On their heads
Maybe this is for real now. Maybe the sky really is falling, and all my measured lectures for loyal and genteel opposition were wrong, wrong, wrong after all.
Congress is now spending about $3 trillion more than it did in 1945, at the end of World War II, once numbers are adjusted for inflation.
The only thing that surprises me about this is that this is only happening for the first time just now.
Of course, 1945 was a mighty expensive year, and I would have bet 1944 was even more costly. I would have been wrong, though:
Year GDP-US Total Spending-total
1940 101.4 20.42
1941 126.7 24.35
1942 161.9 45.58
1943 198.6 92.71
1944 219.8 109.95
1945 223.1 118.18
(Courtesy of the U.S. Government Spending website.) Astonishing. We’re breaking through every conceivable measure of indebtedness, and doing so recklessly, ineffectually and irreversibly.
What does the man with this plan, President Obama have to say about all this? Addressing the risk his fellow chefs may be balking at applying, as icing on the cake of fiscal collapse, the nationalization of the medical care sector (not to mention the criminalization of private medicine), he wants us to think big picture:
President Obama yesterday sought to reassure the public that his overhaul plan was financially sound and asked lawmakers not to “lose heart.”
“This is what the debate in Congress is all about — whether we’ll keep talking and tinkering and letting this problem fester,” Obama said in his weekly radio and Internet address.
“Or whether we’ll seize this opportunity — one we might not have again for generations — and finally pass health-insurance reform this year, in 2009.”
You know, it’s one thing to soft-pedal atomic-bomb type radical changes such as are being proposed for the healthcare system as “reform.” How much more do we expect from a politician? But when you are already betting the company on a radical fiscal policy that crosses lines not last crossed since the time our country’s very existence was threatened, and you think “reform” is the “opportunity we might not have again for generations” — it begins to sound a tad like you’re, I don’t know, being very unrealistic about certain things.
Like whether “we” will have any generations to speak of, government-of-these-United-States-wise.
I am now bona-fide worried. I still pick up my lunch pail and chug under the river every day to my little desk, and I have no intention of taking the afternoon off for tea parties or firing-range practice. But if the ascent of Al Franken to the United States Senate were not enough to disturb my bourgoise equanimity, I think what they’re doing with the money — the money we made, the money we’re making, the money we will make and that our descendants will ever make — is starting to get me to break a sweat.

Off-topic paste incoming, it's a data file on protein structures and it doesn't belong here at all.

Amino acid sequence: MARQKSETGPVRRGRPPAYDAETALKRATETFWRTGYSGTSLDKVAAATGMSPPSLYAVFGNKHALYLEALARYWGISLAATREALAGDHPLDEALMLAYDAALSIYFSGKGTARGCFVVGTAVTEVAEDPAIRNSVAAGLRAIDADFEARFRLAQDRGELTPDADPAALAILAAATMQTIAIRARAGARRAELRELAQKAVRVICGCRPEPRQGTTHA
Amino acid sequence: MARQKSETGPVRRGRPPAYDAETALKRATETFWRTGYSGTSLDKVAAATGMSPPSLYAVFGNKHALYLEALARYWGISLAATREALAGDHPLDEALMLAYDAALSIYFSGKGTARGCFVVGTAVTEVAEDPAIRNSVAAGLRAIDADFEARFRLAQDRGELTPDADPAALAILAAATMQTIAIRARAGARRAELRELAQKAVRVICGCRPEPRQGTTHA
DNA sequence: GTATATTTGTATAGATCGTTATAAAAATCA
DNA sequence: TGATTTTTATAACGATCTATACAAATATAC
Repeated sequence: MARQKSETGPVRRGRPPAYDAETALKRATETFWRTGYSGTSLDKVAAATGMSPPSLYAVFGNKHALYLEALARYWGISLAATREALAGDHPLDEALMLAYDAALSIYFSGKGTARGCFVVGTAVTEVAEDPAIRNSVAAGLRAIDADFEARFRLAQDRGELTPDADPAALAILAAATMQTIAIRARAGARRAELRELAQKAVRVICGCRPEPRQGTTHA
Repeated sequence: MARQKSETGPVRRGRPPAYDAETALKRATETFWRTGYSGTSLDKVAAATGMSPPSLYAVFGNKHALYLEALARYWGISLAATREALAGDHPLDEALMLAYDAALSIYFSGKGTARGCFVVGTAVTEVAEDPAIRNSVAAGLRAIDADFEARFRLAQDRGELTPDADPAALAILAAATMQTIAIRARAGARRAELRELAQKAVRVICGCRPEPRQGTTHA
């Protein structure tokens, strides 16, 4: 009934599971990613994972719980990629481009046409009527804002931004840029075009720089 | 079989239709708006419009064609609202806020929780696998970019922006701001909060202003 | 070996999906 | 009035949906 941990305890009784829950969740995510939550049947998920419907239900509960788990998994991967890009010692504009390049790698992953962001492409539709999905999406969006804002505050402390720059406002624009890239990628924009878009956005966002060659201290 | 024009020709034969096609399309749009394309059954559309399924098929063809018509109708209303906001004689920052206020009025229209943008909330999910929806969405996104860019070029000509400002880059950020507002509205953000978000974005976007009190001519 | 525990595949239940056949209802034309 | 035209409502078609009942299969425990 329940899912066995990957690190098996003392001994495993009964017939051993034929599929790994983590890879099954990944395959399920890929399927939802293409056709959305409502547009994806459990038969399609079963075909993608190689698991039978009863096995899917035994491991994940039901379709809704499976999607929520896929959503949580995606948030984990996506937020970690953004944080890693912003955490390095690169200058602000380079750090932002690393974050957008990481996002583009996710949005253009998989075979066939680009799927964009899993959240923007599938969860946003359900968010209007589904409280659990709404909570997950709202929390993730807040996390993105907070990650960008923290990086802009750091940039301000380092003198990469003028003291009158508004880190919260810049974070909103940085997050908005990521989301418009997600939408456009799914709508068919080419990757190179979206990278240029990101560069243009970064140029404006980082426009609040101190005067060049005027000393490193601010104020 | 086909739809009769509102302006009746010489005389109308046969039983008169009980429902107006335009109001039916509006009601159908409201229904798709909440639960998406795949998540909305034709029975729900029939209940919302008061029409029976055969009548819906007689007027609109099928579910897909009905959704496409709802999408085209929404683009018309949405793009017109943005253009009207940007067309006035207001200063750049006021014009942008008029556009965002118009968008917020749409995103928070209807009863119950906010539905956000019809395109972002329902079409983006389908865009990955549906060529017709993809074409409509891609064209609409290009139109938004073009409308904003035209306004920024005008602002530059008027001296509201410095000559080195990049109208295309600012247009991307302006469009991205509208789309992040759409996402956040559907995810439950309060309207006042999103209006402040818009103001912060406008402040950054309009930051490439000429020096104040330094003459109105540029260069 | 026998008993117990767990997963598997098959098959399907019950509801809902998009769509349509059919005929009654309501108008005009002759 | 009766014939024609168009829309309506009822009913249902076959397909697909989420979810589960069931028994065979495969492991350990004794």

At least FDR called his radical realignment of the nature of government a New Deal. No one was under any misapprehension about what he was doing. In contrast, what the Democratic regime is doing to the country’s finances is becoming, literally, an existential threat, but the gravity of the situation is still a joke in Washington. It is only wanly beginning to show up in the mainstream media. We are many election-days away from any prospect of doing something about it.
Yes, it’s depressing. And whom do I blame?
I blame our Glorious Leaders, who brought us from control of the White House and both houses of Congress to where we are today.
I don’t expect the other side to do anything other than what they’re doing, which isn’t do say I’ve never had, if you will excuse the choice of words, hope that their better selves would, given the chance to actually govern… govern.
But what could I have thought? The “better self” of Barney Frank? Nancy Pelosi? Chris Dodd? Nancy Pelosi? Chuck Schumer?
No. As Solzhenitsyn said in The First Circle , “The wolfhound is right and the cannibal is wrong.” We shouldn’t, can’t, don’t expect the party in charge now to rise to the level of statesmanship even liberals possessed a generation ago, probably because statesmanship is so irrelevant in politics today. The wolfhound will devour democracy and freedom because that is what it does. The party in charge now premises its entire political program on the acquisition of power, wealth and control by government. This is not paranoia; it is explicit in its programs, platforms and politics.
But the cannibal — the party that has devoured not only its own so consistently, but which has allowed its own to devour the party and, far more important, the constitutional republic that so many of us once believe it was committed to guard — cannot defend by saying “I am what I am.” To be what he is is not merely a dereliction; it is an affirmative crime.
The cannibal’s guilt is on his head. What has happened politicaly in the last five years is more than a loss of power; it is a failure of moral dimension so profound that as an operating hypothesis, sabotage, cannibalism, is entirely plausible.
Is it our guilt, too?
Cross-posted on Ron Coleman’s Likelihood of Success blog.
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